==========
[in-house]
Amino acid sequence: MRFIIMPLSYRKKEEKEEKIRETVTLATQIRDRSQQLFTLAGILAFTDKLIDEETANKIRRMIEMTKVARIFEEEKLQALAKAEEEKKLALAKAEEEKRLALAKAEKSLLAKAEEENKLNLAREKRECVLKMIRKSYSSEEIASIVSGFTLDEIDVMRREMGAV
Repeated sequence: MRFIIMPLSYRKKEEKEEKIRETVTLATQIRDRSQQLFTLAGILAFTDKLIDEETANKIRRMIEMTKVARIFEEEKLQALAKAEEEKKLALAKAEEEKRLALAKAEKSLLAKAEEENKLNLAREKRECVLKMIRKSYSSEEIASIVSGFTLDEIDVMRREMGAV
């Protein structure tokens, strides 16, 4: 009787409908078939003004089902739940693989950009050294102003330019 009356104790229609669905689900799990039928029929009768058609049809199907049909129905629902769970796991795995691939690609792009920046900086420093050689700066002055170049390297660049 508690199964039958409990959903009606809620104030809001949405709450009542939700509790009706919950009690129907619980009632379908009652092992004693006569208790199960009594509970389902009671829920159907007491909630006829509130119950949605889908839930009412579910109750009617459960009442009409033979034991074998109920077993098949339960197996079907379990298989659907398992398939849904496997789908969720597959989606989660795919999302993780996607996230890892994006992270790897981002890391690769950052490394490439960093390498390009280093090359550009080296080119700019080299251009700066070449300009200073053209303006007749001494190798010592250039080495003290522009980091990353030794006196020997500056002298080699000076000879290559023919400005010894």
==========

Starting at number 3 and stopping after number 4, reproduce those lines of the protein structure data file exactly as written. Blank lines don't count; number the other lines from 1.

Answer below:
Repeated sequence: MRFIIMPLSYRKKEEKEEKIRETVTLATQIRDRSQQLFTLAGILAFTDKLIDEETANKIRRMIEMTKVARIFEEEKLQALAKAEEEKKLALAKAEEEKRLALAKAEKSLLAKAEEENKLNLAREKRECVLKMIRKSYSSEEIASIVSGFTLDEIDVMRREMGAV
């Protein structure tokens, strides 16, 4: 009787409908078939003004089902739940693989950009050294102003330019 009356104790229609669905689900799990039928029929009768058609049809199907049909129905629902769970796991795995691939690609792009920046900086420093050689700066002055170049390297660049 508690199964039958409990959903009606809620104030809001949405709450009542939700509790009706919950009690129907619980009632379908009652092992004693006569208790199960009594509970389902009671829920159907007491909630006829509130119950949605889908839930009412579910109750009617459960009442009409033979034991074998109920077993098949339960197996079907379990298989659907398992398939849904496997789908969720597959989606989660795919999302993780996607996230890892994006992270790897981002890391690769950052490394490439960093390498390009280093090359550009080296080119700019080299251009700066070449300009200073053209303006007749001494190798010592250039080495003290522009980091990353030794006196020997500056002298080699000076000879290559023919400005010894």